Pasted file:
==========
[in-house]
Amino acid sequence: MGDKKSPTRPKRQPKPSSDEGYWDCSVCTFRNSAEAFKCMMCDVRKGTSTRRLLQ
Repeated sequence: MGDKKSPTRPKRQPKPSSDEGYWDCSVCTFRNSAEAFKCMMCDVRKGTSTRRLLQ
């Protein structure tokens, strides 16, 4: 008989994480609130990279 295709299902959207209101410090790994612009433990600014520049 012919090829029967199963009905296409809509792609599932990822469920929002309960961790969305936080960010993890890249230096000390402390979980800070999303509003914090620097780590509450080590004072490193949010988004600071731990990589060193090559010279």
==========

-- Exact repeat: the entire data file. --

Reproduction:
[in-house]
Amino acid sequence: MGDKKSPTRPKRQPKPSSDEGYWDCSVCTFRNSAEAFKCMMCDVRKGTSTRRLLQ
Repeated sequence: MGDKKSPTRPKRQPKPSSDEGYWDCSVCTFRNSAEAFKCMMCDVRKGTSTRRLLQ
């Protein structure tokens, strides 16, 4: 008989994480609130990279 295709299902959207209101410090790994612009433990600014520049 012919090829029967199963009905296409809509792609599932990822469920929002309960961790969305936080960010993890890249230096000390402390979980800070999303509003914090620097780590509450080590004072490193949010988004600071731990990589060193090559010279």